Hitting the road…

Sunset at Kanyakumari

So, on Monday the 27 of October in 2008 in Trivandrum, Kerala, India the rain just stopped, kaput! It was like someone just turned the faucet off. On Tuesday the 28th the sun came out and Dena and I hit the road on our Royal Enfield Bullet headed for the confluence of the Arabian Sea to the west, the Indian Ocean to the south and the Bay of Bengal to the east, the sangam of the three great bodies of water that feed the Indian Subcontinent.

The two of us will use pretty much any reason to just up-n-travel but this time, being our tenth wedding anniversary, the official end of the North East Monsoon and of course the Indian Festival of Light, Diwali, we had our reasons stacked up like a Dravidian temple so off to Kanyakumari, Tamil Nadu, India we went!

We packed light because Dena has to carry the bulk of our load alone on her back while I drive. Two changes of light clothes each, our swimming gear, some water, our travel logs, books and that’s about it. I carried my camera bag around my neck and shoulder and rested it on the gas tank as I drove comfortably enough. Although the roads are riddled with treacherous pot holes the Bullet with two people weighing it down is a pretty stable and slow ride so we took our sweet time and stopped where ever we saw fit to shake off the road and shoot a photo or two. It was a beautiful 80km drive through some breathtaking country side.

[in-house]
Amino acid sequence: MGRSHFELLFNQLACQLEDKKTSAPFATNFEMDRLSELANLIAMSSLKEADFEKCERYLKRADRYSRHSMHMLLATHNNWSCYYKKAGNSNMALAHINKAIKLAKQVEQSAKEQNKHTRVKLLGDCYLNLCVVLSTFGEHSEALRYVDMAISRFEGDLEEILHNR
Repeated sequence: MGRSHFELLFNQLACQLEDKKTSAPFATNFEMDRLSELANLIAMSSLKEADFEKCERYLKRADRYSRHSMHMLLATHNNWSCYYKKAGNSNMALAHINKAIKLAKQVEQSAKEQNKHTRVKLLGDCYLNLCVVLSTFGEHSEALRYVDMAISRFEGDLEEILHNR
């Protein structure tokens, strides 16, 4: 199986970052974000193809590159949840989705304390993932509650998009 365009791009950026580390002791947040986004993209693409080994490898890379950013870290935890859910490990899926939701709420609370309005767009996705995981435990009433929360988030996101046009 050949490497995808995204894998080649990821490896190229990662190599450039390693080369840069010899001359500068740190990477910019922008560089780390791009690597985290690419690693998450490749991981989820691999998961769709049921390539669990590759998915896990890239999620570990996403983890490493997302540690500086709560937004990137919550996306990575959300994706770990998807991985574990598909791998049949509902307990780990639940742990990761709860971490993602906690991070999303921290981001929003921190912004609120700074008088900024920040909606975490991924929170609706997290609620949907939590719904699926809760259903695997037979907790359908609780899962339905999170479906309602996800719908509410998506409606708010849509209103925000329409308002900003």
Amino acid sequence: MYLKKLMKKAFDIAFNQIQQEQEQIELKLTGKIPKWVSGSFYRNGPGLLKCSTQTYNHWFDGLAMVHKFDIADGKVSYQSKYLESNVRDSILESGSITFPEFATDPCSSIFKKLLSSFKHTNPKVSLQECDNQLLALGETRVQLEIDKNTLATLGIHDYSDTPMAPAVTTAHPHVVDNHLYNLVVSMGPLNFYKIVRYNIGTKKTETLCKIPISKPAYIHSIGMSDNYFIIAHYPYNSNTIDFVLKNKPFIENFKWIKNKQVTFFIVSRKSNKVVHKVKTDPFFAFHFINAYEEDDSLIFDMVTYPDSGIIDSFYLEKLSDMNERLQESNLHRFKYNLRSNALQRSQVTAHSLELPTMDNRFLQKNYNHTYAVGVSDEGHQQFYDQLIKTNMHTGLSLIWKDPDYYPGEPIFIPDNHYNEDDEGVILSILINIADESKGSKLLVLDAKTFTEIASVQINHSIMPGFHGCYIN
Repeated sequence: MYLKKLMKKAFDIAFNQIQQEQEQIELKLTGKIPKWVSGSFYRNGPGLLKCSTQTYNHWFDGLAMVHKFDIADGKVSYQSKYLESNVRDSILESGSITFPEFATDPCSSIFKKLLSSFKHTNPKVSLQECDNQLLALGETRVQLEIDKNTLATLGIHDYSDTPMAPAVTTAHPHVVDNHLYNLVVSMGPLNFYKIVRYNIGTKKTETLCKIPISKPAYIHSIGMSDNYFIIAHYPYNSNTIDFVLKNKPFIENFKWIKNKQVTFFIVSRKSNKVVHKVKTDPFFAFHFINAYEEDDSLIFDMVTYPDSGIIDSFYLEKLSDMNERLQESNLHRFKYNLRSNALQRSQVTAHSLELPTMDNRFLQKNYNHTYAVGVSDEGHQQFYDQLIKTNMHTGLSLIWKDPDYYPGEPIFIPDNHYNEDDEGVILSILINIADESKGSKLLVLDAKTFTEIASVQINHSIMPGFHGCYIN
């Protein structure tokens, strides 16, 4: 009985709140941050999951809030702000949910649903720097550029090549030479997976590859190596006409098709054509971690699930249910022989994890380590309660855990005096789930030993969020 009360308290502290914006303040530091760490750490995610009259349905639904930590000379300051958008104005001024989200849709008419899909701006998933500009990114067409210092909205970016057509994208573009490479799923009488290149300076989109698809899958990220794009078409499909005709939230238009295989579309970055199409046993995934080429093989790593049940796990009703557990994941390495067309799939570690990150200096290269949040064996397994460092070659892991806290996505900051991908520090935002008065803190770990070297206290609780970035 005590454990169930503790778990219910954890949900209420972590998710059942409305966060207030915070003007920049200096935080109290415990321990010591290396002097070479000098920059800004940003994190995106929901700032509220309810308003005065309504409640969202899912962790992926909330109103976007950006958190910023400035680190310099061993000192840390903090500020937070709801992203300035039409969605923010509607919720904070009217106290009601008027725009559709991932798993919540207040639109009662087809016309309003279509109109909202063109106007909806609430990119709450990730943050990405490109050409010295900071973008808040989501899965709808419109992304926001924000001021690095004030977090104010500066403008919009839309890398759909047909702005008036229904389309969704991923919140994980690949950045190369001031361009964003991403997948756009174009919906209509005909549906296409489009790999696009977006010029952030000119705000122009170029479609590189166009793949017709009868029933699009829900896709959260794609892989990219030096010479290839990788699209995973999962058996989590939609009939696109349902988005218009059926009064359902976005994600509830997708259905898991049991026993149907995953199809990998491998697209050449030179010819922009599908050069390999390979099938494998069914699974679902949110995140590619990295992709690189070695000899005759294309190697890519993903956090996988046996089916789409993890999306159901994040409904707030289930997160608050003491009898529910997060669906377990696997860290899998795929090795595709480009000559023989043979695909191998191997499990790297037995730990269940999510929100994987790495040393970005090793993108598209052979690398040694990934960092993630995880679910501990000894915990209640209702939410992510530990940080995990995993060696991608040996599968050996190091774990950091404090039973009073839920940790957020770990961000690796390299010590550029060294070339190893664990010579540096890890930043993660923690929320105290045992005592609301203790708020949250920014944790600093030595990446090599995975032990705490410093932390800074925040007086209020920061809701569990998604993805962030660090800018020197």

Unlike most of the U.S. when you go from state to state in India you are going into another culture and language altogether. Tamil Nadu is no exception to that rule and we quickly found that out when we stopped for our first meal in Kuzhittura just across the border from Kerala. We ordered (what we thought was) our standard fare, two veg-thali meals but the guy taking our order either didn’t believe that’s what we wanted or just misunderstood because what we got was a kind of fried rice thing with some stuff glopped on top of it, it was bad, really bad so we ate what we could, smiled the best we could, said our namaste’s and got the hell out of that place and hit the road again. We stopped a few more times before reaching Kanyakumari because Tamil Nadu has some truly amazing mountains and some of the most unbelievable flowing landscape one could ever lay eyes on, it was an incredible drive!